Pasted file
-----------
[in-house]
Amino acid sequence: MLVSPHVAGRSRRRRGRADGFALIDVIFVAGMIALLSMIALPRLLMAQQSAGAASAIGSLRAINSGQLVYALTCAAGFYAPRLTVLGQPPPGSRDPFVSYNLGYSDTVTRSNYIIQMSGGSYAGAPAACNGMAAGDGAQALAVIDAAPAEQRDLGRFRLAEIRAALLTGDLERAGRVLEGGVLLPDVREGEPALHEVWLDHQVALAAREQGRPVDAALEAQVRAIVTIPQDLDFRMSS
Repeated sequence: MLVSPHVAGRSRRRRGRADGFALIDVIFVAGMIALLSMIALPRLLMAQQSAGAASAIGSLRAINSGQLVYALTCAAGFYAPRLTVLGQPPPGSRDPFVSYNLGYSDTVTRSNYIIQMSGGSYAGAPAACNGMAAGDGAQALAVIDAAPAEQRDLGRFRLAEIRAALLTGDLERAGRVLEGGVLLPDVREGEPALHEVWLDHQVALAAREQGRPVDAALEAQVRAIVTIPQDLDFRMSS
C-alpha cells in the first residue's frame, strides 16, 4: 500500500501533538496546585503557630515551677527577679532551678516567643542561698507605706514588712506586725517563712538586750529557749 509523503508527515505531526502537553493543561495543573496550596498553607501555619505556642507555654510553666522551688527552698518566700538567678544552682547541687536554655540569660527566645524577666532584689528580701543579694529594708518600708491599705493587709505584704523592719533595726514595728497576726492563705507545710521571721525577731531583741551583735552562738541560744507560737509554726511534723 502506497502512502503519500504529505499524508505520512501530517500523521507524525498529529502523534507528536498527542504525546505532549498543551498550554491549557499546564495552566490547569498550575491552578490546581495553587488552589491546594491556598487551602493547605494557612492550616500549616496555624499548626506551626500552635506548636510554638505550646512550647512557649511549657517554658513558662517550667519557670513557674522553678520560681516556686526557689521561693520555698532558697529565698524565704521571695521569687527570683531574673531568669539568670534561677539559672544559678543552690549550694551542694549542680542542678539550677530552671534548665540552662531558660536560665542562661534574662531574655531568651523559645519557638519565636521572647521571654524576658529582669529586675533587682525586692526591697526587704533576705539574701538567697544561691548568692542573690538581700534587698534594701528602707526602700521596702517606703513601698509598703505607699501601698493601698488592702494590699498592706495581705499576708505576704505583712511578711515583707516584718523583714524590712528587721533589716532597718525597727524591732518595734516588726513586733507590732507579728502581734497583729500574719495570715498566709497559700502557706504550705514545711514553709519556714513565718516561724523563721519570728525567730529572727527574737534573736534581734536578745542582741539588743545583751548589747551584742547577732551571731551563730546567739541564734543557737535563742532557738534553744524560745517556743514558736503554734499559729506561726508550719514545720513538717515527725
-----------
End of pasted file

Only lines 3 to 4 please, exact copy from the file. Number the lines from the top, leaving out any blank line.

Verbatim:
Repeated sequence: MLVSPHVAGRSRRRRGRADGFALIDVIFVAGMIALLSMIALPRLLMAQQSAGAASAIGSLRAINSGQLVYALTCAAGFYAPRLTVLGQPPPGSRDPFVSYNLGYSDTVTRSNYIIQMSGGSYAGAPAACNGMAAGDGAQALAVIDAAPAEQRDLGRFRLAEIRAALLTGDLERAGRVLEGGVLLPDVREGEPALHEVWLDHQVALAAREQGRPVDAALEAQVRAIVTIPQDLDFRMSS
C-alpha cells in the first residue's frame, strides 16, 4: 500500500501533538496546585503557630515551677527577679532551678516567643542561698507605706514588712506586725517563712538586750529557749 509523503508527515505531526502537553493543561495543573496550596498553607501555619505556642507555654510553666522551688527552698518566700538567678544552682547541687536554655540569660527566645524577666532584689528580701543579694529594708518600708491599705493587709505584704523592719533595726514595728497576726492563705507545710521571721525577731531583741551583735552562738541560744507560737509554726511534723 502506497502512502503519500504529505499524508505520512501530517500523521507524525498529529502523534507528536498527542504525546505532549498543551498550554491549557499546564495552566490547569498550575491552578490546581495553587488552589491546594491556598487551602493547605494557612492550616500549616496555624499548626506551626500552635506548636510554638505550646512550647512557649511549657517554658513558662517550667519557670513557674522553678520560681516556686526557689521561693520555698532558697529565698524565704521571695521569687527570683531574673531568669539568670534561677539559672544559678543552690549550694551542694549542680542542678539550677530552671534548665540552662531558660536560665542562661534574662531574655531568651523559645519557638519565636521572647521571654524576658529582669529586675533587682525586692526591697526587704533576705539574701538567697544561691548568692542573690538581700534587698534594701528602707526602700521596702517606703513601698509598703505607699501601698493601698488592702494590699498592706495581705499576708505576704505583712511578711515583707516584718523583714524590712528587721533589716532597718525597727524591732518595734516588726513586733507590732507579728502581734497583729500574719495570715498566709497559700502557706504550705514545711514553709519556714513565718516561724523563721519570728525567730529572727527574737534573736534581734536578745542582741539588743545583751548589747551584742547577732551571731551563730546567739541564734543557737535563742532557738534553744524560745517556743514558736503554734499559729506561726508550719514545720513538717515527725